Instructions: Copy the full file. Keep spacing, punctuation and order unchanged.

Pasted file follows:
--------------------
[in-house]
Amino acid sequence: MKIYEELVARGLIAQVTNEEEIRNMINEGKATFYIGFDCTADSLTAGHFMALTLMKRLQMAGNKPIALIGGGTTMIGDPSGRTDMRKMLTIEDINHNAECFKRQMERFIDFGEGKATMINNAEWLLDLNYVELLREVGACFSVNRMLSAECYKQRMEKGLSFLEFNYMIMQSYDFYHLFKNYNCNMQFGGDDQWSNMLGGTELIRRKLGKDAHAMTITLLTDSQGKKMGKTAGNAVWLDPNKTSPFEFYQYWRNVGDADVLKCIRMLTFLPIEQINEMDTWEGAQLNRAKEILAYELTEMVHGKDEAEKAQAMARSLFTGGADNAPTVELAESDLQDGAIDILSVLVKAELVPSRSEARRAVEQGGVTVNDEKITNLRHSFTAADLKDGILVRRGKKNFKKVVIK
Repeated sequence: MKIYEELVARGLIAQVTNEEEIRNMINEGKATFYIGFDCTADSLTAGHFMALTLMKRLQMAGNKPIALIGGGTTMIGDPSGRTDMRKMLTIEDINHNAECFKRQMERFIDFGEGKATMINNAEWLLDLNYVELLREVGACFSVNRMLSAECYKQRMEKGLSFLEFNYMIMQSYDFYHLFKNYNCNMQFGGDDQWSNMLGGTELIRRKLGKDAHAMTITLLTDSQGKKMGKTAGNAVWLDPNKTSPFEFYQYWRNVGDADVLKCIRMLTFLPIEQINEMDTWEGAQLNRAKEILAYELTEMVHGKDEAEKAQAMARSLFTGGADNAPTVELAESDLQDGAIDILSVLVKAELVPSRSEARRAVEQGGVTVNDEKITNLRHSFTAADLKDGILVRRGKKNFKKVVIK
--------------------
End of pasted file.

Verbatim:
[in-house]
Amino acid sequence: MKIYEELVARGLIAQVTNEEEIRNMINEGKATFYIGFDCTADSLTAGHFMALTLMKRLQMAGNKPIALIGGGTTMIGDPSGRTDMRKMLTIEDINHNAECFKRQMERFIDFGEGKATMINNAEWLLDLNYVELLREVGACFSVNRMLSAECYKQRMEKGLSFLEFNYMIMQSYDFYHLFKNYNCNMQFGGDDQWSNMLGGTELIRRKLGKDAHAMTITLLTDSQGKKMGKTAGNAVWLDPNKTSPFEFYQYWRNVGDADVLKCIRMLTFLPIEQINEMDTWEGAQLNRAKEILAYELTEMVHGKDEAEKAQAMARSLFTGGADNAPTVELAESDLQDGAIDILSVLVKAELVPSRSEARRAVEQGGVTVNDEKITNLRHSFTAADLKDGILVRRGKKNFKKVVIK
Repeated sequence: MKIYEELVARGLIAQVTNEEEIRNMINEGKATFYIGFDCTADSLTAGHFMALTLMKRLQMAGNKPIALIGGGTTMIGDPSGRTDMRKMLTIEDINHNAECFKRQMERFIDFGEGKATMINNAEWLLDLNYVELLREVGACFSVNRMLSAECYKQRMEKGLSFLEFNYMIMQSYDFYHLFKNYNCNMQFGGDDQWSNMLGGTELIRRKLGKDAHAMTITLLTDSQGKKMGKTAGNAVWLDPNKTSPFEFYQYWRNVGDADVLKCIRMLTFLPIEQINEMDTWEGAQLNRAKEILAYELTEMVHGKDEAEKAQAMARSLFTGGADNAPTVELAESDLQDGAIDILSVLVKAELVPSRSEARRAVEQGGVTVNDEKITNLRHSFTAADLKDGILVRRGKKNFKKVVIK